1. The most popular option was to focus the campaign on a change in the law. As a result we have now joined the Tax Dodging Bill campaign, started by Oxfam, Christian Aid and Action Aid, which we featured in the last Issue of the magazine.

The campaign is focused on getting whichever party wins the next election to implement new tax avoidance legislation. You can find out more about the campaign on our website and find a link to email your MP about the issue.

We have also conducted an interview with MP Margaret Hodge . In it she backs our campaign, saying:

“What Amazon is doing is immoral and I’m not prepared to spend my pounds supporting companies that rip off the state.”


2. People also wanted us to look at other companies that avoid tax so we’ve put together a list of companies that score worst on our ranking system for using likely tax-avoidance strategies.


3. Finally people wanted us to continue to produce our unique Amazon Alternatives guides to help consumers avoid Amazon. In these guides we also flag up other tax avoiders so you don’t end up buying from them instead. You can view them here and we’ll be adding more to the list over the coming months.

The good news is that the vast majority of you (66%) found it either easy or very easy to boycott Amazon and we’d like to think our guides were a help.

For those who haven’t yet managed to kick the habit or are struggling to keep up the boycott, there are five suggestions from our readers below.






Amazon News



Data centres and tax

Amazon has stopped construction of a data centre in the US state of Oregon over worries that it may have to pay tax on the facility.  It already operates four data centres in the Port of Morrow area and began construction of a fifth, but this has since been halted while Amazon evaluates the tax situation.

According to local paper, the Oregonian, the problem is due to a potential property tax known as "central assessment". It relates to how the state values a company's “intangibles” – non-physical assets such as the value of a brand. [1]

US media giant Comcast recently lost a battle to be exempt from the tax and now Amazon fear this precedent will mean they too will have to pay.

According to Mike Rogoway of the Oregonian “Amazon, Apple, Facebook and Google have all been drawn to Oregon by a favorable tax climate. The state has no sales tax on the expensive computers that run server farms and it exempts data centers in "enterprise zones" from the property taxes that other businesses pay. That can save a large data center tens of millions of dollars annually.”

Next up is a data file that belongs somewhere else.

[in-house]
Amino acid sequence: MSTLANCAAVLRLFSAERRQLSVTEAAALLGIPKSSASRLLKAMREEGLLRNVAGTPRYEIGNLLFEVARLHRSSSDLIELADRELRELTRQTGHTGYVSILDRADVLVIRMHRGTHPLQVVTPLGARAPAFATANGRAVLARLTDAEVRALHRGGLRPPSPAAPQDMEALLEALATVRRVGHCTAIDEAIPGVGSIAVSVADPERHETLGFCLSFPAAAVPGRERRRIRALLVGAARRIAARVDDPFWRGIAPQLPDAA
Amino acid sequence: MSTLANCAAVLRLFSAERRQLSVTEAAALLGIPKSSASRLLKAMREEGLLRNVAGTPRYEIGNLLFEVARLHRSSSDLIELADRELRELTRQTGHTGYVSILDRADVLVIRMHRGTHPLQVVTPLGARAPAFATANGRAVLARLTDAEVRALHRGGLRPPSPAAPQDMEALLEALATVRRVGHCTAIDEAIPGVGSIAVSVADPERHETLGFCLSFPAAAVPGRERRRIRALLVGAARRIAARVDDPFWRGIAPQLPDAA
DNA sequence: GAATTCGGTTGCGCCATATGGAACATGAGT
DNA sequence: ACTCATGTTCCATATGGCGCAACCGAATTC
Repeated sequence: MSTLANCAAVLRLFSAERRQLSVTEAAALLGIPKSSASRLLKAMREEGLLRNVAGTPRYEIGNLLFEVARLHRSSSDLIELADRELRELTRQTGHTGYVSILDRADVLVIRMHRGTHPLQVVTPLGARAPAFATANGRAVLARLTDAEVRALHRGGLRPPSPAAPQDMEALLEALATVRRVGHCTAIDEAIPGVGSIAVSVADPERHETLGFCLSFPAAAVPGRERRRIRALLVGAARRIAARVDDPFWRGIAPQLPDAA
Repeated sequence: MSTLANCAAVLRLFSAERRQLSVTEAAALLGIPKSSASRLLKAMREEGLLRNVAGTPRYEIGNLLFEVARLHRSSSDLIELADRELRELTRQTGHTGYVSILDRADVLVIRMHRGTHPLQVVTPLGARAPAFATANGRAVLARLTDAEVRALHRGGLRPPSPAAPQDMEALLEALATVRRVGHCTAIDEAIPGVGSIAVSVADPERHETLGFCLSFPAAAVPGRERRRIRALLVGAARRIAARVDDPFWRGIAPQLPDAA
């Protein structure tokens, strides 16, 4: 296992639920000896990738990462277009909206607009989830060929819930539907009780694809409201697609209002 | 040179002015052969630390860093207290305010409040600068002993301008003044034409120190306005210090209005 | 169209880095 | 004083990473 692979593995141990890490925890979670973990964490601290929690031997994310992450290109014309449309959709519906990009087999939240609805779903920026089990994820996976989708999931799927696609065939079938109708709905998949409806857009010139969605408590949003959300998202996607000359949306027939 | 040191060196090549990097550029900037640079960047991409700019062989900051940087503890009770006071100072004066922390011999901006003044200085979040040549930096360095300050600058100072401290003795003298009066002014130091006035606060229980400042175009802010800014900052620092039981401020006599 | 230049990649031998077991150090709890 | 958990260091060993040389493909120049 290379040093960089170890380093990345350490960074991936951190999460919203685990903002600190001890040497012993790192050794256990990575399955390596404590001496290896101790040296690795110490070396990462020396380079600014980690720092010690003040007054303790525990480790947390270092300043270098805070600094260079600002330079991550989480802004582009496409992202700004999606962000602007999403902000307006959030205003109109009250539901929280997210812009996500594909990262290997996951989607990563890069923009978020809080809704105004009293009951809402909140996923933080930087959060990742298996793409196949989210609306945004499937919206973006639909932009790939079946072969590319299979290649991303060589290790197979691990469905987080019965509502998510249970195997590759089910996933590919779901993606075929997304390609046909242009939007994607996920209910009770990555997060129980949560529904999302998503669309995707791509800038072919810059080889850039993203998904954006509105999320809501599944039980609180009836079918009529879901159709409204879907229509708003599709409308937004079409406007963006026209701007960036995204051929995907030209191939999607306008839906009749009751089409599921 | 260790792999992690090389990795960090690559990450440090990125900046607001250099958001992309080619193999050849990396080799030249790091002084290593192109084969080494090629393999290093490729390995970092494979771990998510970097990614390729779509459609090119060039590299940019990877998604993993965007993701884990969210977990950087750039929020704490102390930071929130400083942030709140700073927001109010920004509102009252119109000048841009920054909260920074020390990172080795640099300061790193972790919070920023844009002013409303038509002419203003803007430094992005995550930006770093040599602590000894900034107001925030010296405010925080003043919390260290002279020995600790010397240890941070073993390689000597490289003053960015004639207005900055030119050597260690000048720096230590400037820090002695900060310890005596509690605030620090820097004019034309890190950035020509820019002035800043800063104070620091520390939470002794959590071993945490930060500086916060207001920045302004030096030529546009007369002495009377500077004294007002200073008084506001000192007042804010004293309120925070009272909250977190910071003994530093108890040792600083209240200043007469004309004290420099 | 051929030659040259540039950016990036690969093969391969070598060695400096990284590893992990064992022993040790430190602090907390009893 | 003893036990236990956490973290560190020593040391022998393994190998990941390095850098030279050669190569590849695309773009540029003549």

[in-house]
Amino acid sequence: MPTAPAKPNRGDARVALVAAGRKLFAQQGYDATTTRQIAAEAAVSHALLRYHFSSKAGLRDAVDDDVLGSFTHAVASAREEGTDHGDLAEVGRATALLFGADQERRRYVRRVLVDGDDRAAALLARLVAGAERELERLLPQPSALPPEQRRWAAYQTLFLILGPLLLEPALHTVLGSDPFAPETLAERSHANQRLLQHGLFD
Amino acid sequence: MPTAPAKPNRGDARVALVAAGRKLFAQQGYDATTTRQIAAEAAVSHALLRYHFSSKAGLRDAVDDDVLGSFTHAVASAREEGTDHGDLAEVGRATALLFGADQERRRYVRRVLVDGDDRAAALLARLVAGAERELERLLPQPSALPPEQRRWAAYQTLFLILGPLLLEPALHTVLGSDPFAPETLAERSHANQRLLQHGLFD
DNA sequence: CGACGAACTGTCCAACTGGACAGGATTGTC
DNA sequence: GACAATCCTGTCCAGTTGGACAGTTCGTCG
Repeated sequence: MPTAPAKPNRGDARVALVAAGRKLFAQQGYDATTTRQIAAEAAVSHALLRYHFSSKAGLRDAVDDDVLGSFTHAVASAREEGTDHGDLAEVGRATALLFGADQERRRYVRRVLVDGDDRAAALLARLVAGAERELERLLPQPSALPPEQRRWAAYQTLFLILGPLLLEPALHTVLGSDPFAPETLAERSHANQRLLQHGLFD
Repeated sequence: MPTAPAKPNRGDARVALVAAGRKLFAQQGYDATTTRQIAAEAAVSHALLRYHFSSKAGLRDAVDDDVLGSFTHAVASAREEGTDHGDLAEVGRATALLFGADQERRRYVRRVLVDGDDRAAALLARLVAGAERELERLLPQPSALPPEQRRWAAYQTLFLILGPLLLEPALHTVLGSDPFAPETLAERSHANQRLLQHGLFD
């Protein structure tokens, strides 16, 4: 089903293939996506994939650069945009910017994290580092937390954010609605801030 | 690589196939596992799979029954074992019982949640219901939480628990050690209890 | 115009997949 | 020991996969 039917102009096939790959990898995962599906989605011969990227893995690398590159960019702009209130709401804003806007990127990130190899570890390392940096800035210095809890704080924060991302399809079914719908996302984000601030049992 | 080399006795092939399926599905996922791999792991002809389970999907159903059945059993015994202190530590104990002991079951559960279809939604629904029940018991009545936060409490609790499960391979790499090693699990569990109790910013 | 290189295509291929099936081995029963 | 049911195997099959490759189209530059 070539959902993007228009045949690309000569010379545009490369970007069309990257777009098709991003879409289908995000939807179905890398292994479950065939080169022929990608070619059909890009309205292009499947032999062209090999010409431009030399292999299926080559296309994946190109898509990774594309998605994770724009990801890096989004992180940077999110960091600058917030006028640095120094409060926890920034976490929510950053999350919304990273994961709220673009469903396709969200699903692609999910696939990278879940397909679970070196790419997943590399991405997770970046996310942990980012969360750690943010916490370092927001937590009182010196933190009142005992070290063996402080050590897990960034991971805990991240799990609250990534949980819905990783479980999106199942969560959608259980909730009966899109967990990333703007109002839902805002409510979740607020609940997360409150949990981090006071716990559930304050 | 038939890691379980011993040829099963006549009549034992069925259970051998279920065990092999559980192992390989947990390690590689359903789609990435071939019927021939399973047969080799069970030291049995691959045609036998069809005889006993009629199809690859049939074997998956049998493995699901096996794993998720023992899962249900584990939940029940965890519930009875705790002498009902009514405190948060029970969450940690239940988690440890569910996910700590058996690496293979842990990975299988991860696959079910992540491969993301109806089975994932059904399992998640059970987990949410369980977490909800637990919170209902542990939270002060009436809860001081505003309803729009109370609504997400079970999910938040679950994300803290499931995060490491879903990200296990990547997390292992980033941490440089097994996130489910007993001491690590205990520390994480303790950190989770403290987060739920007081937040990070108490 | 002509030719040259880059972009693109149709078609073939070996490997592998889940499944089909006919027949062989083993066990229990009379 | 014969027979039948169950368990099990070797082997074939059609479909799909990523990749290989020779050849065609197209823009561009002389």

Last week, Amazon state public policy manager Eileen Sullivan testified before a Senate Committee on Finance and Revenue to encourage it to exempt data centres from the tax.

"Eliminating the threat of central assessment will permit Amazon to continue to invest in Oregon," she said.





Amazon investigated over child porn

Amazon's Japanese arm is under investigation for its role in the sale and distribution of child pornography.  The company had been selling the material through the Amazon market place.

According to reports, police found photo books on Amazon Japan featuring fully nude pictures of under-age girls, during an online patrol last summer. 2

Campaigners say that Amazon has known about the problem since 2009 when the NGO Lighthouse targeted the company in an online campaign.

Jake Adelstein, writing on the Daily Beast website, said: “I know we petitioned Amazon by email and in telephone conversations to remove the materials clearly constituting child porn on its website back then.”

Lighthouse had been protesting the sale of child pornography since 2007. In 2009 it pointed out in emails and informal talks with Amazon Japan that it had found more than 136 photo books and DVDs featuring swimsuit-clad girls and half-naked boys. While the company gave no formal answer concerning the complaint, over 60 percent of the offensive goods were later removed from the website, according to the NGO.

Last year, the police searched a Japanese Amazon distribution centre, and in January this year, police reportedly searched Amazon Japan’s headquarters in Tokyo as well as a distribution centre belonging to Amazon Logistics. 3

According to the Daily Beast: “Police sources said they suspect that Amazon was aware that vendors dealing in illegal child porn had been selling their products on the website, but chose to ignore the fact despite the company’s guidelines clearly stating that illegal products are not allowed to be sold there.”

The dealers had tried to sell their "merchandise" through a variety of websites but had only been able to operate on Amazon, according to the Sankei newspaper.

Amazon Japan sent the following statement by email:

“We take this investigation seriously and we are cooperating fully with the authorities. We don’t permit illegal items on our site, and we have systems and processes designed to prevent and remove illegal items from being listed. We are committed to enforcing our policies and the law for items listed on our site.”





Amazon ups its lobbying clout

Amazon have employed Jay Carney, the former press spokesman to President Barack Obama, as vice president for global corporate affairs.  The 49-year-old former White House press secretary now reports directly to CEO Jeff Bezos, according to Sky News.

This move follows the company's purchase of the Washington Post in 2013 as it looks to bolster its political influence.

According to Open Secrets, the company has also doubled its lobbying spend over the last four years from $2.2m in 2011 to nearly $5m in 2014 and now employs 71 lobbyists, up from 23 in 2011. Perhaps unsurprisingly the number one issue they have lobbied on is tax.